said he was floored when members of American Indians we have going to state the American Civil Liberties Union ap- colleges and universities,” Salazar said. proached him late last year and told him “It’s a good policy decision. We are going courts were throwing impoverished peo- to support those kids who we forcibly refrom Colorado.” engineering andfor computational sciences ple college in jail foroffailing to pay fines minor moved He pointed out that the state already violations. Department of civil and environmental engineering (cee) “They showed me the numbers,” he has exemptions to the requirements for said. “This is the 21st century, there is no in-state tuition — an Olympic athlete may be considered a resident, as well as Caway in the world we should tolerate this.” Salazar, a constitutional attorney, said nadian military and Chinese and Russian this practice violates the Colorado Con- students. This bill also is still working its way stitution that states “no person shall be imprisoned for debt” and a 1987 ruling by through the House. A bill that will standardize the fee that the state’s Supreme Court that said courts should not jail indigent defendants for fail- governments in Colorado can charge for public records has passed out of the House ure to pay. Colorado Mines invites session, applications Salazar for a full-time non-tenure trackthe academic-year as a said Teaching and is in Senate. position Salazar HBAssociate 14DuringSchool this oflegislative Professor in the Department Civil and Environmental coordinate, teach andsupport. provide innovative course delivery and 1193 to has bipartisan introduced House Billof14-1061 that pro-Engineering development primarilythe in engineering statics, but whoacan also teach in mechanics of materials, advise senior teams, and teachtoother Salazar’s bill caps the design research cost vides that when court imposes monundergraduate and graduate courses in civil and environmental engineering for the summer field session. The successful candidate will work $30 an hour with the first hour free under etary payment as part of the sentence, the with departmental to coordinate, and they developare undergraduate curriculum proposal. in engineering statics (about 800 students annually) the current defendant has faculty the chance to teach prove and play a strong rolecourt in advisingfinds CEE undergraduates. The successful candidate willsaid also take a leadership, management advising role Salazar that he’s seen someand governindigent. If the the defendant in one of our student groups; current needs are in the Mines chapters for ASCE and Society of Hispanic Professional Engineers (SHPE). cannot pay the fine, the court can then of- ments charge nothing, while others charge fer a payment plan or have the defendant as much as $170. This bill, he said, allows Candidates must have a Doctoral degree in Civil or Environmental Engineering or closely related discipline (preferred) OR a Master’s degree for governmental transparency for those do incommunity service. Civil or Environmental Engineering or closely related field with professional or academic experience and accomplishments in engineering doing (Colorado Act) ThisThe bill is stillcandidate beingmust discussed on the statics. successful have demonstrated successful teachingCORA at the undergraduate levelOpen of staticsRecords and other fundamental requests. House side. engineering courses, and have a record of undergraduate advising excellence. The bill has passed its second reading Another bill that Salazar is the prime Monday. sponsor this year is HB 14-1124, which For the of complete job announcement and directions on howin to the apply,Senate visit: http://inside.mines.edu/HR-Academic-Faculty.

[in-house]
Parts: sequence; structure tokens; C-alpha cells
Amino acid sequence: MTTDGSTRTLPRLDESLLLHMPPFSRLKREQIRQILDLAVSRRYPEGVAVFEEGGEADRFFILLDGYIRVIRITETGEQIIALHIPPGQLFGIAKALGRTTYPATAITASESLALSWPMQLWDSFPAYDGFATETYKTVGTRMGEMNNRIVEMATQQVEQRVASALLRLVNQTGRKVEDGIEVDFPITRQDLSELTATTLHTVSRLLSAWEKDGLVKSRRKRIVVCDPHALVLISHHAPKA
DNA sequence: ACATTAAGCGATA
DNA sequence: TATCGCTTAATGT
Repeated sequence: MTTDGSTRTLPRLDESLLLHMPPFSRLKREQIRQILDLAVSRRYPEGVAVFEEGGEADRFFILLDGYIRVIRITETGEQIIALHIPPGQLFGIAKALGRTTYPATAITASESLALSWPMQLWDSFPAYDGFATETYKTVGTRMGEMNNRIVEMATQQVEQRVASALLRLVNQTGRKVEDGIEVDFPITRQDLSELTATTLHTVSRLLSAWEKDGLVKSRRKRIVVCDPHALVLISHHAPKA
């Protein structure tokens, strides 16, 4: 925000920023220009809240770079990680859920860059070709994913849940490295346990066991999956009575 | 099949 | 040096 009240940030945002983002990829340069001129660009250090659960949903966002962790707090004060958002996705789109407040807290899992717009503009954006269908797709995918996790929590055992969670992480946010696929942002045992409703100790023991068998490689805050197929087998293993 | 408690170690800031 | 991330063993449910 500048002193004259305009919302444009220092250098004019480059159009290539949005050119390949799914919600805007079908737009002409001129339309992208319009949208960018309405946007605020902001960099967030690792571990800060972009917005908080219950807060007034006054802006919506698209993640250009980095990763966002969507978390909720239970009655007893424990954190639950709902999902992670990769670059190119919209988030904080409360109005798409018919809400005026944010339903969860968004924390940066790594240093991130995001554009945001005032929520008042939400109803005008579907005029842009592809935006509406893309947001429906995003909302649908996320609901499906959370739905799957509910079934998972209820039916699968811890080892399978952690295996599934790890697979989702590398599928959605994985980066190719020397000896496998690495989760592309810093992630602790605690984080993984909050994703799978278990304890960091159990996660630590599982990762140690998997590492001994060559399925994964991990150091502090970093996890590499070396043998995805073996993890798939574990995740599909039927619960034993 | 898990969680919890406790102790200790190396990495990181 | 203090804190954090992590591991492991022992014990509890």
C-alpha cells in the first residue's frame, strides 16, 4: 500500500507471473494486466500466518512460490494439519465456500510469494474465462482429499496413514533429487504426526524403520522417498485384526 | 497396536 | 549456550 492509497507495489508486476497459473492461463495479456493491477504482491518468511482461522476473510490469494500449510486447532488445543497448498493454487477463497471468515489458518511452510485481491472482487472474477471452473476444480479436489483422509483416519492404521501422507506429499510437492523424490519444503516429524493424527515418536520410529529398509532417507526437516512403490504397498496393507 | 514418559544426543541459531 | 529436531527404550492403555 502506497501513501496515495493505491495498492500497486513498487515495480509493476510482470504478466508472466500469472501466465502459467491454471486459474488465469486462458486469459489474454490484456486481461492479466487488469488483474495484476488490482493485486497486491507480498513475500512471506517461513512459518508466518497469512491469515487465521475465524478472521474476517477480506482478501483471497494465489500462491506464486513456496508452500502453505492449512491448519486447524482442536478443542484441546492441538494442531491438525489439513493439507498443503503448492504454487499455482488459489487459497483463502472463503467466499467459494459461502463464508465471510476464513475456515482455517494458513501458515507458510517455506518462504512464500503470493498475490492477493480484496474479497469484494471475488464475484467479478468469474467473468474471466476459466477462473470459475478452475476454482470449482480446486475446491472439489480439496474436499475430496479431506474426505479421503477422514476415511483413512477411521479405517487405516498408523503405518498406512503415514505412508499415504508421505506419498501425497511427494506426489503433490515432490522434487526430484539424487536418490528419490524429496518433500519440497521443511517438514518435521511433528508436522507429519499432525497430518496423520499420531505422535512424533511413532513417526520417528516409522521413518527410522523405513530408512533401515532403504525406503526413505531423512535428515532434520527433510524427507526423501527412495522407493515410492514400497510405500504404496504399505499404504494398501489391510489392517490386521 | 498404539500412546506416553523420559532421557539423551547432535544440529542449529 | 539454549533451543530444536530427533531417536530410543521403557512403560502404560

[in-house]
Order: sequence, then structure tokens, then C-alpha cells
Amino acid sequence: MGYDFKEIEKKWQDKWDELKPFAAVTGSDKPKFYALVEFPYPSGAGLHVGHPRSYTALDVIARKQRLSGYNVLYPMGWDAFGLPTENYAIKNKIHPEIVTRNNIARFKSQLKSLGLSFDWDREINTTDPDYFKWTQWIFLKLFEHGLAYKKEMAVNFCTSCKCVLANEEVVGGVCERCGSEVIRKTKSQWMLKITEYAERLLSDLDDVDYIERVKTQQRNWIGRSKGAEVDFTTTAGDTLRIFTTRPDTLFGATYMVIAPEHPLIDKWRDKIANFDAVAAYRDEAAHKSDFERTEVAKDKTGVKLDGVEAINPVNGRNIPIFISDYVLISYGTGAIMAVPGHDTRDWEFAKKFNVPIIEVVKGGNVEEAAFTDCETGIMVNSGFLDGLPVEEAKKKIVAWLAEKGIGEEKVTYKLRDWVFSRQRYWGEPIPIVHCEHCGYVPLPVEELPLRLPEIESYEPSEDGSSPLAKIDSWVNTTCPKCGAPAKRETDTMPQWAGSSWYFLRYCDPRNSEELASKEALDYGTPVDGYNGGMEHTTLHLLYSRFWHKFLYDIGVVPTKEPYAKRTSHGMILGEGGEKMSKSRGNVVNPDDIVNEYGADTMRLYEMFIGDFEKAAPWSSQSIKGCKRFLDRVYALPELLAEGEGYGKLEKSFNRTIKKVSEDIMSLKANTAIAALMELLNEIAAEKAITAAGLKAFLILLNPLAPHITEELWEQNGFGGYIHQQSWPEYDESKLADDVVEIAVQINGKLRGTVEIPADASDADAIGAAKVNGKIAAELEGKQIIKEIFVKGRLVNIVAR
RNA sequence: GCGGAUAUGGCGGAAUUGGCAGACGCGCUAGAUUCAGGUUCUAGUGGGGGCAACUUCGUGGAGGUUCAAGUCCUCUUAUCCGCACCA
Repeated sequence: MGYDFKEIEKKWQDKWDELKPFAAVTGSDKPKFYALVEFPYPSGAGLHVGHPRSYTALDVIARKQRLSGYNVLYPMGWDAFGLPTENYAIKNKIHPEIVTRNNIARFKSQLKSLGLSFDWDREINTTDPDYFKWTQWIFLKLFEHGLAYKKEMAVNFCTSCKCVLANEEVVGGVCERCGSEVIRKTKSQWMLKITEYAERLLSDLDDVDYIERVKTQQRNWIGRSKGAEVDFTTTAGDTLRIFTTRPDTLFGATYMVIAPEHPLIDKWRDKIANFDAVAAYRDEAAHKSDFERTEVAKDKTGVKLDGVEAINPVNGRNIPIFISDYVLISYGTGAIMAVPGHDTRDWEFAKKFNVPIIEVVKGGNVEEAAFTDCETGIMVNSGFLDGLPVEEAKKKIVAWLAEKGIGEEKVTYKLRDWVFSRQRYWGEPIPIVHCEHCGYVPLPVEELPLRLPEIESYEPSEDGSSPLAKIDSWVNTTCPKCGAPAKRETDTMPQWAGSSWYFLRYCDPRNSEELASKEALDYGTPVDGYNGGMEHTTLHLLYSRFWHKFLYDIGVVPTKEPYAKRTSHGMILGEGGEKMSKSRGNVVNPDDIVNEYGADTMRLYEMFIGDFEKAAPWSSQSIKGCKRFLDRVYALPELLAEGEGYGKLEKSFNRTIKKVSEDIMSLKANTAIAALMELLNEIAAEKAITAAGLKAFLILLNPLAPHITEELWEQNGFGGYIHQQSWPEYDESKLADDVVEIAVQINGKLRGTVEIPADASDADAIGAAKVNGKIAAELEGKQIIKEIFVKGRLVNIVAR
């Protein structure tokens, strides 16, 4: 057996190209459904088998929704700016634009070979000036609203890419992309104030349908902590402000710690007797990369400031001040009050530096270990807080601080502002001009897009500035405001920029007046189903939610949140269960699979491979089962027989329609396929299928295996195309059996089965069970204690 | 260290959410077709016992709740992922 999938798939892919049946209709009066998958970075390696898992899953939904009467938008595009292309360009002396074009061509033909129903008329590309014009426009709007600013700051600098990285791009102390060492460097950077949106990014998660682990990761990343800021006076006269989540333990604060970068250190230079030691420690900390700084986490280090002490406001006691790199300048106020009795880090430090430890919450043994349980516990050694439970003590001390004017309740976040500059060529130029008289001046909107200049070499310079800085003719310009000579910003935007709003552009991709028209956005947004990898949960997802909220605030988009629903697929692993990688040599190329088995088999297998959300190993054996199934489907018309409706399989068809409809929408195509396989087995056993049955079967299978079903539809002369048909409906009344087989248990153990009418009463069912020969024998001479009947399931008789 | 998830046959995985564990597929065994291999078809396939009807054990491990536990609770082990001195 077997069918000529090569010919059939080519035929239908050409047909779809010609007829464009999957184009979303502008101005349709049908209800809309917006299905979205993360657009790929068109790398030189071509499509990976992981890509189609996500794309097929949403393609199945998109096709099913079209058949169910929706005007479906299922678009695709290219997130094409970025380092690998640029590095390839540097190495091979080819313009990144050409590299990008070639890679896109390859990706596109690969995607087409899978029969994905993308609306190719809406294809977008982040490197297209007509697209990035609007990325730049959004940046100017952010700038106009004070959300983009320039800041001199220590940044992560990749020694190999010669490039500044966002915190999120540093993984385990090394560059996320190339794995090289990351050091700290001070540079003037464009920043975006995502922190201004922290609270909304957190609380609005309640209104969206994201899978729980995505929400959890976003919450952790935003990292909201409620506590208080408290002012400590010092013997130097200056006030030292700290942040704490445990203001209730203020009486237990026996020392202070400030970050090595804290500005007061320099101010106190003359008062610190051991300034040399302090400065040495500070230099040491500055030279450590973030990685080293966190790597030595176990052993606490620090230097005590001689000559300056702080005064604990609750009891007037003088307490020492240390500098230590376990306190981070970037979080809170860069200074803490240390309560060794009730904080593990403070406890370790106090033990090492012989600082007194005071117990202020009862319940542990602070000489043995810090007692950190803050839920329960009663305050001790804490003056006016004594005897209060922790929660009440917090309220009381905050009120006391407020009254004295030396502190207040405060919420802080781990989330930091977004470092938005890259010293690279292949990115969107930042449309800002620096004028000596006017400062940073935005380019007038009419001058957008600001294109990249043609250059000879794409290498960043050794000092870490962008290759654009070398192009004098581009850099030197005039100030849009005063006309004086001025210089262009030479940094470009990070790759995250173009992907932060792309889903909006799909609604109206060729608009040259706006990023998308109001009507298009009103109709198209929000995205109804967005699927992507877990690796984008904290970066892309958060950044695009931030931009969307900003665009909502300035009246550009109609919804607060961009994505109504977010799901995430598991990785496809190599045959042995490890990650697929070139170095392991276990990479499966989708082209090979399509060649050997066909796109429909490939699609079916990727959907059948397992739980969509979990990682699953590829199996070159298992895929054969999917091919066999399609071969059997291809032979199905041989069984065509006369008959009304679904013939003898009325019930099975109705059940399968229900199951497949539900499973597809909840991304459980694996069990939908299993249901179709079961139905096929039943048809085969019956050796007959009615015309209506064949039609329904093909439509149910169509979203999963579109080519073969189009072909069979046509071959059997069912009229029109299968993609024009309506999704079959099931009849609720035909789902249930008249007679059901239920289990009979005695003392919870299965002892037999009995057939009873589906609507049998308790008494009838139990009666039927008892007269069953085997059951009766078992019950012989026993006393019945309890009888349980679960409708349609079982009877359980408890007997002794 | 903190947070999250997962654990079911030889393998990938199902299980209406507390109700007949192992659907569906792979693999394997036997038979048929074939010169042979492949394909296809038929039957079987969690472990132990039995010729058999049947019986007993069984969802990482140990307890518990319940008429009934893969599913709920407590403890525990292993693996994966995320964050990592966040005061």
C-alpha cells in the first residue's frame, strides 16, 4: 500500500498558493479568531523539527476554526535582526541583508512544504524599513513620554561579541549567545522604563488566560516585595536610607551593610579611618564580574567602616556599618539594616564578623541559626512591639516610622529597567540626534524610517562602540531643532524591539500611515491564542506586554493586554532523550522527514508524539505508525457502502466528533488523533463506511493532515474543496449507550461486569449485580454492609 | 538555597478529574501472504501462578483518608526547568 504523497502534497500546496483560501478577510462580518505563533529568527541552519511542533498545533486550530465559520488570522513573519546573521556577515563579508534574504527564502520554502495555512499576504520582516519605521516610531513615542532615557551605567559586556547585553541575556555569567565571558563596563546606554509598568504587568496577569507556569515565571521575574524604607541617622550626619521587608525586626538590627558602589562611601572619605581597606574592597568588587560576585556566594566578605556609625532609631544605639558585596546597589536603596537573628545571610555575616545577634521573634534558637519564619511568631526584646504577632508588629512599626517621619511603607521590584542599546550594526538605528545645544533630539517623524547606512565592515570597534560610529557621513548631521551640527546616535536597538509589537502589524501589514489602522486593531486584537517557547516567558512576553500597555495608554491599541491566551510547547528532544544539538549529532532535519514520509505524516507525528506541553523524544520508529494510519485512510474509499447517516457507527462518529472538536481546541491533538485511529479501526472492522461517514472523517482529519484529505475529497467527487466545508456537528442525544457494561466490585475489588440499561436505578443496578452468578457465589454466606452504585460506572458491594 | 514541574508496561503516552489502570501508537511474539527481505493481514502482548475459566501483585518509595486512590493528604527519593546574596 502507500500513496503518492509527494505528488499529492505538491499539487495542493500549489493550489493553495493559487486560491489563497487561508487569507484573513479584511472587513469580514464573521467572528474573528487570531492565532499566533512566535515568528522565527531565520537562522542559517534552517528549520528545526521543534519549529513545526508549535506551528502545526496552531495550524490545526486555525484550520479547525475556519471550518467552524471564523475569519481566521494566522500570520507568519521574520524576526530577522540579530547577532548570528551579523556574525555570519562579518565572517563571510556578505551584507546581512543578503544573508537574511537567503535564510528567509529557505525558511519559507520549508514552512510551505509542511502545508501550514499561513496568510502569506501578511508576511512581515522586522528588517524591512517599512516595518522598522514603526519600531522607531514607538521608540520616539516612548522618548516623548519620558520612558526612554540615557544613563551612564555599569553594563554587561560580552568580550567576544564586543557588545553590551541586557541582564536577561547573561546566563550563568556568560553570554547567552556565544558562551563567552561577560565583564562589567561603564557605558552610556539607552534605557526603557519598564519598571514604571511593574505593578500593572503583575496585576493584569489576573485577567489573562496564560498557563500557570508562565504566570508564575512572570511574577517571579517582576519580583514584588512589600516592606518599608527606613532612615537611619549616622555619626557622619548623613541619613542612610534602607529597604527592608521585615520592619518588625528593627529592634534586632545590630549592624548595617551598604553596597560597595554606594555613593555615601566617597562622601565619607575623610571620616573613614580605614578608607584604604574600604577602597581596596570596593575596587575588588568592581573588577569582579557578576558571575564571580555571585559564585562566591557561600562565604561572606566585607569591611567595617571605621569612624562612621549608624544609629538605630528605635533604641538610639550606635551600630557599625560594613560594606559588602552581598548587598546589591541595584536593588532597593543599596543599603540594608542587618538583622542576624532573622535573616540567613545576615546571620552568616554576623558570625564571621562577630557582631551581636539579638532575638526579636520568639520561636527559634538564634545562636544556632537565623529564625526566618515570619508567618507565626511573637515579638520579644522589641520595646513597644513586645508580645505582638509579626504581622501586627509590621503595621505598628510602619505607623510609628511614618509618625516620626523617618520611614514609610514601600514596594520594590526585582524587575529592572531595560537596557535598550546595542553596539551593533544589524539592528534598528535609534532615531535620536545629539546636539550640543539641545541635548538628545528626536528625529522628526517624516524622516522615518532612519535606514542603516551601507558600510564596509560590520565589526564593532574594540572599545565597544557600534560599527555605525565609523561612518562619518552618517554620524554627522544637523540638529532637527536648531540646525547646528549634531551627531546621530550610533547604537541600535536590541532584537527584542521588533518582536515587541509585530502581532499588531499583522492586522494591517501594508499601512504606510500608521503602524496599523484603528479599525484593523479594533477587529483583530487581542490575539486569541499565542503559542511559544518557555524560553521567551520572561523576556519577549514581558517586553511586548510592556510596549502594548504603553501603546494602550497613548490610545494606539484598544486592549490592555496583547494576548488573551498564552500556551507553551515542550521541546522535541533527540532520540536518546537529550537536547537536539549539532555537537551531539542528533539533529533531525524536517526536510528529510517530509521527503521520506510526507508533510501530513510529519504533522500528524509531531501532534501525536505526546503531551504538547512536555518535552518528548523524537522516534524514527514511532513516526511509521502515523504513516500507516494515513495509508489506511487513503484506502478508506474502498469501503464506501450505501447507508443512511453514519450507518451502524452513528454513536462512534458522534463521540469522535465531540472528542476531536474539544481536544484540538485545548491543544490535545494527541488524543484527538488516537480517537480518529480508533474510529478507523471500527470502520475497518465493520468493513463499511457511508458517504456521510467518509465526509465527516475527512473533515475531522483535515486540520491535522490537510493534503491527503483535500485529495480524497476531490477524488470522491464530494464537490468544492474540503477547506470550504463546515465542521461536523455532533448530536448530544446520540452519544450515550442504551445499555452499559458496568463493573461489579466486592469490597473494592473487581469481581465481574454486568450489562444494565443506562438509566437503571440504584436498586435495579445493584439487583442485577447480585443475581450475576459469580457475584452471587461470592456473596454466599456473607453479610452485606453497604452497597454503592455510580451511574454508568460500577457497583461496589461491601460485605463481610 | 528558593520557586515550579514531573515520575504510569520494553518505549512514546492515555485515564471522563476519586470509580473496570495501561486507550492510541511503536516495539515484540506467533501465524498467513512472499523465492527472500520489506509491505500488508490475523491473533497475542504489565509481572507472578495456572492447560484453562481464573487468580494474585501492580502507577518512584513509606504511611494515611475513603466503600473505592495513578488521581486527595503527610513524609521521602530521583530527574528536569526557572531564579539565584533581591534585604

Teaching associaTe Professor